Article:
Vaccines are routinely used to increase immunity against a variety of infectious diseases, such as influenza, measles, and chicken pox, to name a few. Rather than vaccinating against viral infectious diseases, however, imagine a vaccine that could prevent cancer.
Researchers have long been interested in developing a vaccine that can help the body’s immune system and fight abnormal, cancerous cells. Certain immune cells, called T cells, regularly scan the surface of every cell in the body and check if they appear normal. Imagine a cell is wearing a printed Hawaiian shirt: the pattern has several parts, such as palm trees and a beach scene, and it repeats. T cells check each cell to be sure that there are no irregularities to the pattern — i.e. changes to color, size, number of palm fronds, etc.
New patterns on a cell (such as a ketchup stain) may indicate that the cell is either infected by a virus or bacteria, or damaged in way that could cause cancer. When T cells identify damaged, aberrant cells they kill the cells so that they can’t grow or divide. Occasionally, however, T cells may not detect a problematic change, and the abnormal cell grows unrestrained, potentially into a tumor. Scientists are working on creating vaccines that could be used to help T cells identify cancerous cells, so they can be eradicated, preventing tumor formation.
Using vaccines to activate the immune system to fight cancer
Tumor cells have adapted mechanisms for evading the immune system, making this effort a challenge. Different types of cancer cells have their own unique differences compared to normal healthy cells, and in order to recognize problematic cells, the immune system needs to recognize many potential changes (different palm tree patterns, ketchup vs mustard stains, etc). Early cancer vaccines were not widely effective because they could only recognize a few of these differences.
Researchers from Stanford University recently tested a new vaccine, composed of stem cells, that may help the immune system recognize many different tumor proteins and stimulate an immune response against several types of cancer.
Vaccinating mice with iPS cells leads to an immune response against tumor cells
Interestingly, tumor cells share properties with cells that are found in early development. Researchers wondered whether they could use embryonic-like stem cells as a vaccine to elicit an immune response against cancer cells. They engineered mouse skin cells in the laboratory to become induced pluripotent stem cells (iPS cells), a process which causes mature cells to take on the characteristics of stem cells in the early embryo. These stem cells do indeed express many proteins that are found on tumor cells, making them intriguing candidates to use as a vaccine against tumor cells. Scientists wondered: if they vaccinated mice with stem cells, would T cells learn to recognize these proteins and be able to later attack the cancer cells that express them?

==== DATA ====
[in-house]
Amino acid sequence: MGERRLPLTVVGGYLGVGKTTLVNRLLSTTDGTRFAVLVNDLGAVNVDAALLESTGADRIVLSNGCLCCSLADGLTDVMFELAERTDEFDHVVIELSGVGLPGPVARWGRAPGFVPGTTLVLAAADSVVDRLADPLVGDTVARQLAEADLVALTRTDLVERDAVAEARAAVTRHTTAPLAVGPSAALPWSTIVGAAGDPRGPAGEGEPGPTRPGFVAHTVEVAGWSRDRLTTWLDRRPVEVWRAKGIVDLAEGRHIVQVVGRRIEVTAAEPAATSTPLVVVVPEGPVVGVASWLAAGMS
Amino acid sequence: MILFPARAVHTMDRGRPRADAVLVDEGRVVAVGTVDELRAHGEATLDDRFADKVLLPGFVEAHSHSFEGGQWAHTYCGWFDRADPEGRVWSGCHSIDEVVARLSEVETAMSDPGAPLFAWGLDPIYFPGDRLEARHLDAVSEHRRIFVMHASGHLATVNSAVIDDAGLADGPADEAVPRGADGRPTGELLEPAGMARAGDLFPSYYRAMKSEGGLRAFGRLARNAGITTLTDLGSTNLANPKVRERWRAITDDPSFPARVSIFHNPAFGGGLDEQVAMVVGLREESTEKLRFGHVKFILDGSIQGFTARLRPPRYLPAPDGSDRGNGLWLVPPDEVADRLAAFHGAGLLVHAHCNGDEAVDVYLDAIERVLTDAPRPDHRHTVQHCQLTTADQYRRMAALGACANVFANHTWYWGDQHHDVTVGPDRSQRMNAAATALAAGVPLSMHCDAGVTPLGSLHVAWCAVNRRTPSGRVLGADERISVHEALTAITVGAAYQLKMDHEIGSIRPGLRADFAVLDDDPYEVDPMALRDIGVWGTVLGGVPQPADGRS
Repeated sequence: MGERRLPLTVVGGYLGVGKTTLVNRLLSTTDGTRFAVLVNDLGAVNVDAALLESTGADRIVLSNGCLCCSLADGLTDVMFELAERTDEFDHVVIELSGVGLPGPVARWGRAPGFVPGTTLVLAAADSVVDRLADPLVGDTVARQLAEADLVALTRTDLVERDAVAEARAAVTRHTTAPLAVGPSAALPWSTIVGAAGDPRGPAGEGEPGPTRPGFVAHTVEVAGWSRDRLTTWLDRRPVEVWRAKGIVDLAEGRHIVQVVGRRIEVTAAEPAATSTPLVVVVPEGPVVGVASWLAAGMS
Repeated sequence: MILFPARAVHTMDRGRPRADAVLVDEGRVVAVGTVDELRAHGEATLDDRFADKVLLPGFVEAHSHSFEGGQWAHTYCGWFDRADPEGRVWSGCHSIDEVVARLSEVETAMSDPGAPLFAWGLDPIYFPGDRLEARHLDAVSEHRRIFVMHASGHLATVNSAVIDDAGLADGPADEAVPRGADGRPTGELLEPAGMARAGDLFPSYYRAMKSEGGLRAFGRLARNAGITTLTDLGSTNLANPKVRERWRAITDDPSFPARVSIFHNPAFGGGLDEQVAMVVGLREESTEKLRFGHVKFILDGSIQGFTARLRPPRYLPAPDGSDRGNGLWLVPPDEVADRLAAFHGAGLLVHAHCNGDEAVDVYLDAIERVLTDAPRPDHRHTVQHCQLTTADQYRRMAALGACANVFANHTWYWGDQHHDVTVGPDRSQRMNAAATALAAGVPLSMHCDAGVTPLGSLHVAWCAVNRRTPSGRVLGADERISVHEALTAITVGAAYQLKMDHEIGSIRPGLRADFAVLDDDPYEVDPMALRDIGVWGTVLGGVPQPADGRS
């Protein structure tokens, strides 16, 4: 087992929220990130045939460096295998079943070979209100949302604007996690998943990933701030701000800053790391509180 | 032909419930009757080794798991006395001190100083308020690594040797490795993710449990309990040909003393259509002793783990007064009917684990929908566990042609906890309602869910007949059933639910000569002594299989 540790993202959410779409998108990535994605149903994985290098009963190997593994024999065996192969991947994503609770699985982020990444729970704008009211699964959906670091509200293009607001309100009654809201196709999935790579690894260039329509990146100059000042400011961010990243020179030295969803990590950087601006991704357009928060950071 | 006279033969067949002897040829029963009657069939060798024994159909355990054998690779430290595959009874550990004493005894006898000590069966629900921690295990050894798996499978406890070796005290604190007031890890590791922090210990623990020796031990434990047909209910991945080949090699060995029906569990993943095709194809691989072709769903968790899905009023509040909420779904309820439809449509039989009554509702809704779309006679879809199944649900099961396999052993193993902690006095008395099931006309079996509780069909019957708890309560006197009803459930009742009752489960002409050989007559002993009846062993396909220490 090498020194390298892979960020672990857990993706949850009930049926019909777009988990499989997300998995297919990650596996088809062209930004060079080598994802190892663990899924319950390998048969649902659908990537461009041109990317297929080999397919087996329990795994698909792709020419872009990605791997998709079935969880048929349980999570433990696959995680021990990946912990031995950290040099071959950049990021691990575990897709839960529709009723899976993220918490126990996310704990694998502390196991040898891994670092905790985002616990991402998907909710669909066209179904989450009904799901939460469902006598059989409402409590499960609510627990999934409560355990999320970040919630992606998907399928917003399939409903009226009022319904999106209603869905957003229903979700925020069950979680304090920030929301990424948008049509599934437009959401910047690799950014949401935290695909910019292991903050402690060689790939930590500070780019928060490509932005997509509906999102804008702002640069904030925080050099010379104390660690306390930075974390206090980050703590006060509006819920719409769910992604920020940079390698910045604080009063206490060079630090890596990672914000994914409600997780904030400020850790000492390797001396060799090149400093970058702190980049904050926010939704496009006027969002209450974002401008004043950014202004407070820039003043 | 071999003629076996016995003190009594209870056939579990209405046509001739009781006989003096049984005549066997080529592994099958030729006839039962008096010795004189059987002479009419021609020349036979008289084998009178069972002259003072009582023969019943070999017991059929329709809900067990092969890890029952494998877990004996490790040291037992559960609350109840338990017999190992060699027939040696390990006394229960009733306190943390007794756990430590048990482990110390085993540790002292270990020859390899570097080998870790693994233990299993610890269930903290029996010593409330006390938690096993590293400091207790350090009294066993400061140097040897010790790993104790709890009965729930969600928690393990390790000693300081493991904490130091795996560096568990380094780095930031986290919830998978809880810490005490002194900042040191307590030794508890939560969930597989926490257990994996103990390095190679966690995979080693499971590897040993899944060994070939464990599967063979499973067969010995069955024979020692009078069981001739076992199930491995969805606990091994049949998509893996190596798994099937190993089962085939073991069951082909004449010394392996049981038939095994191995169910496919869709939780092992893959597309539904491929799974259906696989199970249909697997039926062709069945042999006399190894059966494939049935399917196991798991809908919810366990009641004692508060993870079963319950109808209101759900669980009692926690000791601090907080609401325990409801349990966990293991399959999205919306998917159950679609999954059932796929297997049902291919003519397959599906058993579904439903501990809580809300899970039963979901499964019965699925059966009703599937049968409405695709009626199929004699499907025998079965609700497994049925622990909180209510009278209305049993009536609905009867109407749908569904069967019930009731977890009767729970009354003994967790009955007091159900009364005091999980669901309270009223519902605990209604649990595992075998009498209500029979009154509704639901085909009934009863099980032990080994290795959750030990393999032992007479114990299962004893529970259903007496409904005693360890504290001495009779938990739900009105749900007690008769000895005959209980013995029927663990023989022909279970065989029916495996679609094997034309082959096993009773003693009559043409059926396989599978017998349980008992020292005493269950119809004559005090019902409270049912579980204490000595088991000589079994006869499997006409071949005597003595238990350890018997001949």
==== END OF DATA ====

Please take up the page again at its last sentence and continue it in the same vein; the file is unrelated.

To test whether an iPS cell vaccine could be used to prevent cancerous cell growth, researchers stimulated the immune system of mice by first vaccinating them with irradiated iPS cells, and then injecting them with cancer cells (the irradiation serves to stop cell proliferation and prevents the iPS cells from forming tumors on their own). Strikingly, researchers found that mice that had been vaccinated with iPS cells initiated a strong immune response and had significantly less tumor progression compared to mice that weren’t vaccinated. The iPS cell vaccine was able to protect the mice against breast, skin, and lung cancer.
iPS cell vaccines may also prevent cancer recurrence
Surgery is a common treatment for cancer in humans, and although surgeons do their best to remove the entire tumor, in many cases a few cancer cells remain. If those cells are able to regrow over time, they may become another tumor, causing cancer recurrence. To test whether the iPS cell vaccine could be used to prevent cancer from recurring, scientists vaccinated mice with irradiated iPS cells after tumor removal. Researchers found that mice vaccinated with iPS cells after surgery were able to illicit an immune response and had significantly less tumor recurrence after surgery compared to mice that weren’t vaccinated.
Can the vaccines work in humans? The need for further study
The initial results of these studies in mice are promising, with evidence that an individual’s own cells can be engineered to make a robust vaccine against tumor cells, using the body’s natural immune system to fight cancer. This proof-of-principle study in mice is just the first step in testing the use of iPS cells as a cancer vaccine. If promising results continue, the vaccine may then be tested in humans in a series of clinical trials, which can take 10 to 12 years.
A single universal cancer treatment to prevent all cancer types has been the pinnacle goal of cancer research for decades. Unexpectedly, the answer could possibly lie in a stem cell vaccine. These remarkable preliminary results are sure to inspire many more studies as researchers work to confirm and further these compelling new findings.